Ex-student appointed Captain of Boats

Ex-student appointed Captain of Boats

Sophie de Angelis (’17) was recently appointed Captain of Boats at Harvard University – the latest milestone in a rowing journey that began with her rowing days at Loreto Kirribilli.

After the Australian National Rowing Championships in 2016, when Sophie won gold in the Schoolgirl Four (4+) with Tara Rigney (Tokyo 2020 Olympian), Lucy Lennon, Olivia Jackson and Charlotte Shackley (cox), the girls were put on the radar of a few American colleges. 

“Coaches from Harvard and Yale contacted me, and I began the recruitment process. I had to sit the SATs in Year 12, and as my results were high enough, Harvard flew me over for an official visit at the end of 2017. I had an interview on campus, stayed with a student at the time and went to classes with them to gain a glimpse of college life. 

“Rowing has provided me with this incredible opportunity, and I was lucky enough to be admitted with a recommendation from the Harvard-Radcliffe Rowing coaches. 

“Some of my favourite experiences have been during my time at Harvard-Radcliffe Rowing and many of my closest friends are also my teammates. I am proud to have the opportunity to lead the team for the 2021-22 season, especially coming back together after a difficult year and a half apart [due to the pandemic].” 

On top of her rowing schedule, Sophie is studying for a Bachelor of Arts, with a Major in Psychology and a Minor in Italian. “Harvard University offers a Liberal Arts and Sciences education, which has given me the opportunity to study a variety of subjects. So, while I have taken many classes in the Psychology and Romance Languages departments, I have taken many other fascinating classes, such as Medical Ethics; Chocolate, Culture and the Politics of Food; Landmarks of World Architecture, and many more.” 

After graduation, Sophie hopes to study Medicine in Sydney. “I am not sure what specialty I will pursue, but I am keeping an open mind. It has always been a dream of mine to volunteer for Médecins Sans Frontières, which I will hopefully be able to pursue later down the line.” 

Sophie was influenced to take up rowing after watching two of her older brothers row for St. Ignatius’ College, Riverview. “Before I started at Loreto, I always enjoyed watching my brothers compete at the Gold Cup Regattas and Head of the River, and loved hearing about their fun experiences with their crews. As they loved their time rowing so much, I wanted to try rowing to experience that same team camaraderie, and to try a new sport that allowed me to extend myself in new ways. I started rowing at the end of Year 7 for Loreto Kirribilli.”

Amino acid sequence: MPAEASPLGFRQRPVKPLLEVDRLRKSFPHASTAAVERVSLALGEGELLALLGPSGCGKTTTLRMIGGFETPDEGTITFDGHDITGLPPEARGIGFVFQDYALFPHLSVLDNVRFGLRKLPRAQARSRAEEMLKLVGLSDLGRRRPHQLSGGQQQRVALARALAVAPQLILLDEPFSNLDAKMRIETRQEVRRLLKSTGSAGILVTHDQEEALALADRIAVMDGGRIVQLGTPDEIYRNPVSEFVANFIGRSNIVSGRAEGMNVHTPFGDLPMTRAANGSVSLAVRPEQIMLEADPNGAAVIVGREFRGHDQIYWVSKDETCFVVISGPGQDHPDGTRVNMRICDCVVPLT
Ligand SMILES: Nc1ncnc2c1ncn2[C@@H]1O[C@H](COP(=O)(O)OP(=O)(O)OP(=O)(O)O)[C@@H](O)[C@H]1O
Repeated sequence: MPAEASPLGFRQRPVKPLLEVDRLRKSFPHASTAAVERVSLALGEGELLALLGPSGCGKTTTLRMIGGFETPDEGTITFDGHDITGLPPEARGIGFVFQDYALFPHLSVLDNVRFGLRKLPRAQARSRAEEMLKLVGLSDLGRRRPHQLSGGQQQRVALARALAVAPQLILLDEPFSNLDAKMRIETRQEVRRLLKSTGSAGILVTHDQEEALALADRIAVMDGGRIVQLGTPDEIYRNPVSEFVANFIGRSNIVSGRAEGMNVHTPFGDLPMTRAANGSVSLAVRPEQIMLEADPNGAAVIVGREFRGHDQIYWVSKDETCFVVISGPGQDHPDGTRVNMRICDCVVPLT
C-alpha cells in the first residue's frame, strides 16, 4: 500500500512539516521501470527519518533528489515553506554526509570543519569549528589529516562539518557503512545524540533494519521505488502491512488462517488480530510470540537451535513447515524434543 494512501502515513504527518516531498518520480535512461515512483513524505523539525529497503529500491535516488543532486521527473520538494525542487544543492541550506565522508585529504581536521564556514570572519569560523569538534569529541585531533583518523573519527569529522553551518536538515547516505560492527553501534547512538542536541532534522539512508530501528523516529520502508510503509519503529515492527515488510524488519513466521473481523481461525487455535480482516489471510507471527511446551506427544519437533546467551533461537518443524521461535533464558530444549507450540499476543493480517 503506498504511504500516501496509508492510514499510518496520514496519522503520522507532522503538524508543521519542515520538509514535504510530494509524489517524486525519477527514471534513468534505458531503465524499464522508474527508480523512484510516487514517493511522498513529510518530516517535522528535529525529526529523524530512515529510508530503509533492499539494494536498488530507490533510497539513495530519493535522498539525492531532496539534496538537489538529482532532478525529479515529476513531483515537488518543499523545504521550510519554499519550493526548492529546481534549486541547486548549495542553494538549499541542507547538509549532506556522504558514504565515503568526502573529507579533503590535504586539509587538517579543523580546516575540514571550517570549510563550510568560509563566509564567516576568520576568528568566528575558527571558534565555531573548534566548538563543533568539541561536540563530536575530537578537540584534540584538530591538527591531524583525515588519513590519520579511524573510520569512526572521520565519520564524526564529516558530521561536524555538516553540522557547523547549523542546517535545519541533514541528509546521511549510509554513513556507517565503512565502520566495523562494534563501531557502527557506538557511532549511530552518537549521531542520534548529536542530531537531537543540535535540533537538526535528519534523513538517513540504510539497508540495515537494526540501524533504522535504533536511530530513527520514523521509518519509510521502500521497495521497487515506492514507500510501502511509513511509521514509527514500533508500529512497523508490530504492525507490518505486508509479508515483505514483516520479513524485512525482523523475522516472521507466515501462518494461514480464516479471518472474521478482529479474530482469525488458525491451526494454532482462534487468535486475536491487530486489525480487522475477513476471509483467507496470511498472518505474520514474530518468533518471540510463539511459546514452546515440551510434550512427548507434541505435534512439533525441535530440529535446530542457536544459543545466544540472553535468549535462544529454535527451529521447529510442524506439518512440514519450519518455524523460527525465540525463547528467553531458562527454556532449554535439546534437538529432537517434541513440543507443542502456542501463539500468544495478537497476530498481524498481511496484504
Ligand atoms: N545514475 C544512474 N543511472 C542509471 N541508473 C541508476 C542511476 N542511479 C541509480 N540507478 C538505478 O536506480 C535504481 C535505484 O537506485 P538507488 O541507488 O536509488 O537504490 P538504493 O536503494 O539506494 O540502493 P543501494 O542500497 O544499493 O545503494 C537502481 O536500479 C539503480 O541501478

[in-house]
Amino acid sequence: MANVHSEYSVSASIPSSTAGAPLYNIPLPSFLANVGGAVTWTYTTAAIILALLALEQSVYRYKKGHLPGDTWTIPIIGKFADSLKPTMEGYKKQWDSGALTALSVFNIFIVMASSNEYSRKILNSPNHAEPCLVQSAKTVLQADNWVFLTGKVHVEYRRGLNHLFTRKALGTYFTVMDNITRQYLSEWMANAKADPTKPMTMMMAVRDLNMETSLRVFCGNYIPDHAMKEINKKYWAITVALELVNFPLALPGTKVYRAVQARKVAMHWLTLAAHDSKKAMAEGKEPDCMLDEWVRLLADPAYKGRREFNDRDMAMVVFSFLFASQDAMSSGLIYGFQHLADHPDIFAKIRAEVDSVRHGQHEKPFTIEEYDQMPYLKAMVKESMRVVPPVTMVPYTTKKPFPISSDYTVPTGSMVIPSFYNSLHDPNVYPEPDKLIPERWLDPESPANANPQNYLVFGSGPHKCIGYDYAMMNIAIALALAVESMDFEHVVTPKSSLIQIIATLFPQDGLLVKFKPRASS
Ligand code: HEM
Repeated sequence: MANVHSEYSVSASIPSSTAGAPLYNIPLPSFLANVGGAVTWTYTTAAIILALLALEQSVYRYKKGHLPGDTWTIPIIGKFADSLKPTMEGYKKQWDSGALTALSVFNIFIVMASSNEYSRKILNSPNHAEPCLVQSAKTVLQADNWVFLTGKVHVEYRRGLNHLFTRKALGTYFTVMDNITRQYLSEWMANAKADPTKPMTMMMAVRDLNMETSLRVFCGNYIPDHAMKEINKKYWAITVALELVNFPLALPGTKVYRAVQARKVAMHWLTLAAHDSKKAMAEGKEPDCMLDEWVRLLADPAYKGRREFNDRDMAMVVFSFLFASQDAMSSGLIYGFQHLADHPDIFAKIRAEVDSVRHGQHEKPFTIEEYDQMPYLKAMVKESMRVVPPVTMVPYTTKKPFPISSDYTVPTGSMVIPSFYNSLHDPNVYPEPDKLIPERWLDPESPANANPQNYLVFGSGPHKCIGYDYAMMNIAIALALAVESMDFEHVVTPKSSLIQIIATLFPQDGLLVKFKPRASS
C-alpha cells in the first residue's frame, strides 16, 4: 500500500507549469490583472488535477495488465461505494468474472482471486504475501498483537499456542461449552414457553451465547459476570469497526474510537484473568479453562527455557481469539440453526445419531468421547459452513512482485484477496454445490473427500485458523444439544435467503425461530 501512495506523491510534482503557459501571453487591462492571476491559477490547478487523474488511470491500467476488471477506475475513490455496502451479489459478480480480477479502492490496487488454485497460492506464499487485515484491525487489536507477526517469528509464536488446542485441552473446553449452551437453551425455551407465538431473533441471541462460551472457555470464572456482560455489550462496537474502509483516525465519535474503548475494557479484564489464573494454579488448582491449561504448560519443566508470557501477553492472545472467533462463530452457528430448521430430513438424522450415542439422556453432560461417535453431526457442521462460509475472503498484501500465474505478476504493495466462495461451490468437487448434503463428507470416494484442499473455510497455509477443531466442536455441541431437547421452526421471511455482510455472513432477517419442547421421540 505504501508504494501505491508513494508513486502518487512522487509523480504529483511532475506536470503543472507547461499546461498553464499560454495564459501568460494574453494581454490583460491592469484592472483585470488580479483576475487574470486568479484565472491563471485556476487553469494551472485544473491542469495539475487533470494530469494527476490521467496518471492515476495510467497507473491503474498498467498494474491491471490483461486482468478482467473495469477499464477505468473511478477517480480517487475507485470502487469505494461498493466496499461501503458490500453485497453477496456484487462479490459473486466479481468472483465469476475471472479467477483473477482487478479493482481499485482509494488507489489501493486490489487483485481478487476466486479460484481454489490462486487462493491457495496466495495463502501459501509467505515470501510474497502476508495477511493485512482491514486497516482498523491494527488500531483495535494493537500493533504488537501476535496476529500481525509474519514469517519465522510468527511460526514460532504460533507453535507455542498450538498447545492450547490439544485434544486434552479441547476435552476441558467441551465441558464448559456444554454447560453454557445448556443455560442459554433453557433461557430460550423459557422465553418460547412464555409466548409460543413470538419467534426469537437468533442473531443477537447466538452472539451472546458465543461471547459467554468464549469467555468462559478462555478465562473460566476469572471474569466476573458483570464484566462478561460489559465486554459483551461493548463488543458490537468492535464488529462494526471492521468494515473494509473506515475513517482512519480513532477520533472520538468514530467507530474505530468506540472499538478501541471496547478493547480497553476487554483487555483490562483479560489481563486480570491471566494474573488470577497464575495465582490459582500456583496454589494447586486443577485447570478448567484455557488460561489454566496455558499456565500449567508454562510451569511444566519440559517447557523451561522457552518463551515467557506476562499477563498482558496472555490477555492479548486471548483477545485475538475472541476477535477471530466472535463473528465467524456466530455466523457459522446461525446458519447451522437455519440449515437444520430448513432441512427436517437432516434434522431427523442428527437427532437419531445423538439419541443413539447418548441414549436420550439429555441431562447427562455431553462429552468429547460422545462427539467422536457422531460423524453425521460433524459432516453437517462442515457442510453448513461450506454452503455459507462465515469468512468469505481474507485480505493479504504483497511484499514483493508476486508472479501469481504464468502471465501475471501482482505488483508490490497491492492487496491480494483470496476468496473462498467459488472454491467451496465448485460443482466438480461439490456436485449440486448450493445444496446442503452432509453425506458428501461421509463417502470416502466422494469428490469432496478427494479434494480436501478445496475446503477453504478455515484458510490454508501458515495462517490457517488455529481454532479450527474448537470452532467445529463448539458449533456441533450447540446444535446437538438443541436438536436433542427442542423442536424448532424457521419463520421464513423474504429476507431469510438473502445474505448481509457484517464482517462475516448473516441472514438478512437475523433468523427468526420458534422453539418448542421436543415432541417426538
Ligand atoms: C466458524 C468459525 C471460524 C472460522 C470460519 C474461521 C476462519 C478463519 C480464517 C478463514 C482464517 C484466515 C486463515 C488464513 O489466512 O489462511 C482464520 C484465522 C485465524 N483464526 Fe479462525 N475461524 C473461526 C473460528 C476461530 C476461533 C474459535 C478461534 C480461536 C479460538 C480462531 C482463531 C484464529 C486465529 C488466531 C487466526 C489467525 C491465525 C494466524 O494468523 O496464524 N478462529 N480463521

Sophie has many favourite memories from her time at Loreto Kirribilli. “It was the Music Festival, fundraising days, and sports carnivals that made the school’s sense of community most apparent, and I felt special to be involved in and supported by something that was greater than myself.” 

Sophie’s experience with Loreto Kirribilli Rowing is also a highlight. “The friendships I made through rowing at Loreto are lifelong, and the opportunities for learning and growth are something I will forever be grateful for. I was lucky to be supported by some amazing coaches, who helped me develop and excel in many ways – both in and out of the boatshed. I am thankful for their ongoing support – in particular, the support of Locky Allen. I am very appreciative of having the opportunity to return to Loreto as a rowing coach in 2020 to pass on some of the wisdom that was shared with me during my time at Loreto Kirribilli Rowing.” 

When asked what advice she would give to young Kirribilli rowers today, Sophie speaks of the unique strength rowing imparts.

“Rowing is a sport that teaches you things about yourself that you would otherwise never have the chance to discover. It is a sport that requires hard work; a LOT of sweat; many blisters; sore legs and a tired mind! It teaches you to push yourself to the brink, and to encourage others to do the same.

“But, the most unique aspect of rowing is that it requires everyone as individuals to come together to form a single, powerful unit. Rowing is exemplified by the concept of synergy – that the whole crew’s collective power is greater than the sum of its individual parts.

“There are not many other arenas in life that allow you to experience this effect of synergy. But knowing what it feels like means that you can take strength into whatever you do in life, and teach others the power of working together for something greater than yourself.”

We wish Sophie all the very best in her endeavours and look forward to seeing her back in Sydney.